Shut Up and Hunt
Earlier this week, I was chatting with television host and wingshooting legend Scott Linden. As tends to happen when two dyed-in-the-wool bird hunters gather, we traded stories about our early season upland observations, used hyperbole to extoll the virtues of our bird dogs and shared a few laughs.
While I can’t remember Scott’s exact phraseology or the topic’s genesis, I do recall the main point of his observation: hunters would shoot a lot more birds if they learned how to be quiet in the field.
We’ve all read the tips and tricks about not slamming truck doors at the parking area of a WMA, but do you actually practice the habit of being quiet when leaving your vehicle for a hunt? From my observations, most folks don’t.
In the same vein, do you figure out your hunting game plan when you’re still in the truck or do you chat about the directions everyone is going to walk after uncasing the shotguns, collaring up the dogs and joking around at the tailgate?
Don’t get me wrong, I understand the camaraderie of a tailgate. But, I’ve also had my ear chewed off as a Pheasants Forever representative at sport shows with the same refrain . . . “there are no birds on public land.” Well, you may not believe me, but I can promise you there are roosters out there. They’ve just been running for their lives since opening morning and have wised up to how the game works. They hear you slam the truck door. They hear the laughter about last night’s hijinks at the tavern and they know you’re going to walk the path through the grass beaten down by the previous morning’s group.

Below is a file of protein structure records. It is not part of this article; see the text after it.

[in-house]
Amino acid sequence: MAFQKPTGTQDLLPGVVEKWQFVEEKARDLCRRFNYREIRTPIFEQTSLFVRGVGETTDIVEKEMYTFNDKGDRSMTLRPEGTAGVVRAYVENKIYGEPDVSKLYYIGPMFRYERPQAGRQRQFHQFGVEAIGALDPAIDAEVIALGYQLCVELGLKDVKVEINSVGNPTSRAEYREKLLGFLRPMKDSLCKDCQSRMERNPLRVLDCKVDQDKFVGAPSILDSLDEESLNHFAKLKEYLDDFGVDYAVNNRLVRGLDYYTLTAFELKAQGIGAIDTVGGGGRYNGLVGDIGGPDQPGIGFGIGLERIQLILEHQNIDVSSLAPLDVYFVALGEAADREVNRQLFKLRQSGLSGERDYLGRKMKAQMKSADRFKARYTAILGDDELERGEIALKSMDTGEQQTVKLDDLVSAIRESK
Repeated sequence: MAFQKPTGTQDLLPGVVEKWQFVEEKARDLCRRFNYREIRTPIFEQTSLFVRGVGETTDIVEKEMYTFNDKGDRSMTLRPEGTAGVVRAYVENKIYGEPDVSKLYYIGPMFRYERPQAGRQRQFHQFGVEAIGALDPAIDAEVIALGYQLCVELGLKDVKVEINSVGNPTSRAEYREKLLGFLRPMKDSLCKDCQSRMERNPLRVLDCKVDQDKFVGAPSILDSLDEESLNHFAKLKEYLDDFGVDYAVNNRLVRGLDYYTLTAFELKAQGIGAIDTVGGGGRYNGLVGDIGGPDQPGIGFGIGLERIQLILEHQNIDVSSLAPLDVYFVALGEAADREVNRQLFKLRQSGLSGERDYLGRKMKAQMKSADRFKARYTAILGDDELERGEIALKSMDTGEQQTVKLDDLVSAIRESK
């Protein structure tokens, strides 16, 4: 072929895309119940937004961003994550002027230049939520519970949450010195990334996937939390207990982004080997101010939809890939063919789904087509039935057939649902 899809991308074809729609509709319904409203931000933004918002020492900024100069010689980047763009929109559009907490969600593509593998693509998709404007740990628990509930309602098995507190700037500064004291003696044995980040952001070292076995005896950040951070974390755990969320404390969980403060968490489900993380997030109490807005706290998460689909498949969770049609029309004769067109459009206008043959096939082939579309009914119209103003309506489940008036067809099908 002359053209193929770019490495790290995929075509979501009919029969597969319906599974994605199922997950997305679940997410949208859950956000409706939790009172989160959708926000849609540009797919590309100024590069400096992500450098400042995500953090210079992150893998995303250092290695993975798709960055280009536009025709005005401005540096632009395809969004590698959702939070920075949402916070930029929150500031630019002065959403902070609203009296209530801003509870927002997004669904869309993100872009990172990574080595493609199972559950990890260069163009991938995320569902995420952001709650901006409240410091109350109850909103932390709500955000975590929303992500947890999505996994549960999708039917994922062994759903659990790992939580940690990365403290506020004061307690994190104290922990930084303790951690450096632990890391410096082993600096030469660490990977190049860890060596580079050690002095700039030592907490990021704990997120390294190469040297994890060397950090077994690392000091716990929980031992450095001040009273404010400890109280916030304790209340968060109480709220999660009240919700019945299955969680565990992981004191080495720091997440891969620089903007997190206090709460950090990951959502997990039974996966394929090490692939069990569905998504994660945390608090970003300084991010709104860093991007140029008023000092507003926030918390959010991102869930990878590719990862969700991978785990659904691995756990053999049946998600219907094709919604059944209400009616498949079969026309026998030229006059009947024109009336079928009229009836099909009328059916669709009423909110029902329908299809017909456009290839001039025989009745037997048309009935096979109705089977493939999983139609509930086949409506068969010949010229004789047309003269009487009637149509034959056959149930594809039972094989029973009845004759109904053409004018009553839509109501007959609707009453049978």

For a change of pace, give quiet a try this pheasant season. You may find more birds and you may also find a little peace in a world of noise. Give it a shot . . . shut up and hunt.
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